Manta Ray (Fly By) Update #2

Wow! What an adventure! I just got back from installing the new lighting system in Fly By, a 24-foot all glass and stainless steel Manta ray sculpture that resides in the historic, tiny town of Nipton, California (population < 20). The origin story of Nipton is pretty fascinatingly, and its recent history is no less interesting. In 2017 the whole town was purchased by a cannabis company that planned to rebrand it as “Magical Nipton”, a type of destination resort. They built a bunch of small cabins and native American teepees for guests, and surrounded them with large Burning Man art works. Well…that didn’t work out. In 2022 the town was sold to a well-funded, Las Vegas based entertainment company. They also have ambitious plans that I can’t yet disclose. The good news is that they have plenty of money to refurbish the art that’s already here, and to buy much more. So I might be coming here more often, which would be great except for the 8-hour drive from Reno, Nevada where I live.

Another cool thing about Nipton is that is close to the Ivanpah Solar Power Facility, a 392 megawatt power plant that uses 173,500 heliostat mirrors to focus solar energy on three towers that generate steam to drive turbine generators. It’s pretty surreal to be standing in the Mojave Desert, surrounded by scrub and Joshua trees, and to see these three towers glowing white hot in the distance, almost too bright to look at.

Maybe I’ll write more about my Nipton adventures in a future post, but for now I want to describe the lighting effects that I created for Fly By. The controller hardware and LEDs are described in detail in this previous post.

The challenge was that until I drove down to Nipton, I had never actually seen the Manta ray – just a few photos of the exterior. In my last post I said “The Manta isn’t huge…” because my little brain wasn’t able to translate “24 feet tall” to this absolutely gigantic structure towering over my head. I was very happy to learn that I’d only have to climb halfway up to install the controllers; we hired a local guy to do the truly scary work at the top.

To facilitate future firmware and script updates, I installed the master controller and the two “remote” controllers close to each other in the belly. The master controller (FLiC board) drives 4 LED strips in the body, and the two SLiC boards drive 5 LED strips in each of the wings. Fortunately, all of the cables that I pre-fabricated were long enough to reach the strips. I zip-tied the two power supplies to a flat section of the steel frame, for the “bonus heat sink” effect.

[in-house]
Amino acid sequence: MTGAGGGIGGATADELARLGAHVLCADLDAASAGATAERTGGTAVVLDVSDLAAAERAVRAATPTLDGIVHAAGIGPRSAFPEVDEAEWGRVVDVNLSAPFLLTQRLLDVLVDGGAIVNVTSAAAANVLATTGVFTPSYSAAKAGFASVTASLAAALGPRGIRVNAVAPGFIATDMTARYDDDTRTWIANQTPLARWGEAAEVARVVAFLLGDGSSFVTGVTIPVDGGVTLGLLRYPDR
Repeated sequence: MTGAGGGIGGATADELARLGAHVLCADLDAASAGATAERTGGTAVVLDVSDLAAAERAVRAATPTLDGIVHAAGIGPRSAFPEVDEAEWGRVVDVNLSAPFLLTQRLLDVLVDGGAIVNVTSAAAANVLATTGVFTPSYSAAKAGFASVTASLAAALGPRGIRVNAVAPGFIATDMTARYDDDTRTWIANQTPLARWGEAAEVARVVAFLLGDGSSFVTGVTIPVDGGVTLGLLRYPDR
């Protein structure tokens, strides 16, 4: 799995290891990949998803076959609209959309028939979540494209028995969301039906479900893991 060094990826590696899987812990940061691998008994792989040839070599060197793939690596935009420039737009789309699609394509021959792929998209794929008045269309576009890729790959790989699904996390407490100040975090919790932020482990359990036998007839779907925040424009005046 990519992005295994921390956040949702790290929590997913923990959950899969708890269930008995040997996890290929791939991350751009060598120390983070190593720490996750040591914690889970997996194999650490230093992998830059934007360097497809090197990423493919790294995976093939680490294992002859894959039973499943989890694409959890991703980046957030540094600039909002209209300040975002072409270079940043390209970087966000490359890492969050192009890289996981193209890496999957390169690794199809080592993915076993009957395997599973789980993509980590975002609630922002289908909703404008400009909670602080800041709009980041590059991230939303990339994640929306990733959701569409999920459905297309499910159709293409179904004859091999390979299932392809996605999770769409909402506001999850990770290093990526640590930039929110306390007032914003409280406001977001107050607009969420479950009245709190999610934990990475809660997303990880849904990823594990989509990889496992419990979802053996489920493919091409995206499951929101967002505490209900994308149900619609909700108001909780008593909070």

OK, enough about the hardware; back to the lighting effects! I didn’t get much input from the artist, and I knew lot of experimentation would be needed, so I created a very crude mockup on my garage floor. I didn’t know exactly how long the strips would need to be, so I didn’t cut them yet. And I didn’t have enough room to spread the wings out to the full 90º…but close enough!

Many lighting effects for LED strips are inherently associated with the physical characteristics of a linear strip, e.g., colors and patterns that travel back and forth across the length of the strip. That’s perfectly appropriate in many situations, but can be constraining when there’s need for animating effects that suggest motion in a direction that’s not aligned with the LED strips. For example, the 5 strips in the Manta’s wings run from the wing root to the tip. But creating a “swimming” effect requires the colors/patterns to flow orthogonally to the strips, and requires tight synchronization across the strips.

LED Matrix

One approach to remove these constraints is to use a 2-dimensional matrix of LEDs where the color/brightness of each LED in the matrix is derived from a dynamic video source. An extreme example of this is a high-definition TV, but multiple rows of conventional LED strips (or custom LED array boards) can be used to create very cool effects. The downside is that a huge number of LEDs are required, and cost/power considerations prevent this approach from being used for large-scale projects like Fly By.

The approach that I used for the Manta falls somewhere in the middle. The key concept is that the physical position, orientation and density of the LED strips are decoupled from the spatial characteristics of the lighting effects (direction, speed, etc). For each frame update (typically 10ms for my projects), a pixel mapping function is applied to each LED strip pixel to determine its color/brightness for the duration of that frame period. The mapping function is given information that allows it to determine the 2-dimensional (x, y) position of each pixel. Although the LED strips in the Manta follow some curved interior beams, I used the simplifying assumption that they were basically straight. So the only information needed for the mapping function was the following:

  • (x,y) position of the first pixel of each strip relative to a reference point in the middle of the Manta’s head
  • Number of pixels in each strip
  • Pixel density of the strips (LEDs per meter)
  • Angle of the “straight” strip relative to the central body axis

Below is a diagram I used to define the coordinate system used for both the LED strips/pixels and for the animation effects: